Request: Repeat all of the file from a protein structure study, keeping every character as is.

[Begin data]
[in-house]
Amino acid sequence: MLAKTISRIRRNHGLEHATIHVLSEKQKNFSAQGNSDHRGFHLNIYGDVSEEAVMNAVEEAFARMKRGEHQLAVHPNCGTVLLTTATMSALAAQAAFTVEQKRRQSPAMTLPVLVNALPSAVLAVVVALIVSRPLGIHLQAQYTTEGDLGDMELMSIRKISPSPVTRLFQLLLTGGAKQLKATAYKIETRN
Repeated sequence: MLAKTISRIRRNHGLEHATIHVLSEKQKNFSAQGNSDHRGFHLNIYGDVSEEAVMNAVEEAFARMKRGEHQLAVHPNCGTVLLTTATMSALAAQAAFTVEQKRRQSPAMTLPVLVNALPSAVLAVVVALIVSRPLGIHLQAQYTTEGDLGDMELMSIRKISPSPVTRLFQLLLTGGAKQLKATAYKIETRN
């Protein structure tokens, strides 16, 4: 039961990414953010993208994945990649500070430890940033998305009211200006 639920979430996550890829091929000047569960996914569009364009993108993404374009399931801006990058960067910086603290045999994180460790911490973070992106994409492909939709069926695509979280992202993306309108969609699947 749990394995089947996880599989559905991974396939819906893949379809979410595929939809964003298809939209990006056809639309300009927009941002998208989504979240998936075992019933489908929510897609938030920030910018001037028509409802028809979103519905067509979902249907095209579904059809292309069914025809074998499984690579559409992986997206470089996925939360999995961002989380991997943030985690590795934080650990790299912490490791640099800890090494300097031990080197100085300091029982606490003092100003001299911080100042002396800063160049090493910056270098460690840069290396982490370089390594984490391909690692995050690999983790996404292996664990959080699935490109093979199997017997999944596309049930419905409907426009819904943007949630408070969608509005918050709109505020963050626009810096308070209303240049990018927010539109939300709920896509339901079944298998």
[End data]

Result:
[in-house]
Amino acid sequence: MLAKTISRIRRNHGLEHATIHVLSEKQKNFSAQGNSDHRGFHLNIYGDVSEEAVMNAVEEAFARMKRGEHQLAVHPNCGTVLLTTATMSALAAQAAFTVEQKRRQSPAMTLPVLVNALPSAVLAVVVALIVSRPLGIHLQAQYTTEGDLGDMELMSIRKISPSPVTRLFQLLLTGGAKQLKATAYKIETRN
Repeated sequence: MLAKTISRIRRNHGLEHATIHVLSEKQKNFSAQGNSDHRGFHLNIYGDVSEEAVMNAVEEAFARMKRGEHQLAVHPNCGTVLLTTATMSALAAQAAFTVEQKRRQSPAMTLPVLVNALPSAVLAVVVALIVSRPLGIHLQAQYTTEGDLGDMELMSIRKISPSPVTRLFQLLLTGGAKQLKATAYKIETRN
């Protein structure tokens, strides 16, 4: 039961990414953010993208994945990649500070430890940033998305009211200006 639920979430996550890829091929000047569960996914569009364009993108993404374009399931801006990058960067910086603290045999994180460790911490973070992106994409492909939709069926695509979280992202993306309108969609699947 749990394995089947996880599989559905991974396939819906893949379809979410595929939809964003298809939209990006056809639309300009927009941002998208989504979240998936075992019933489908929510897609938030920030910018001037028509409802028809979103519905067509979902249907095209579904059809292309069914025809074998499984690579559409992986997206470089996925939360999995961002989380991997943030985690590795934080650990790299912490490791640099800890090494300097031990080197100085300091029982606490003092100003001299911080100042002396800063160049090493910056270098460690840069290396982490370089390594984490391909690692995050690999983790996404292996664990959080699935490109093979199997017997999944596309049930419905409907426009819904943007949630408070969608509005918050709109505020963050626009810096308070209303240049990018927010539109939300709920896509339901079944298998």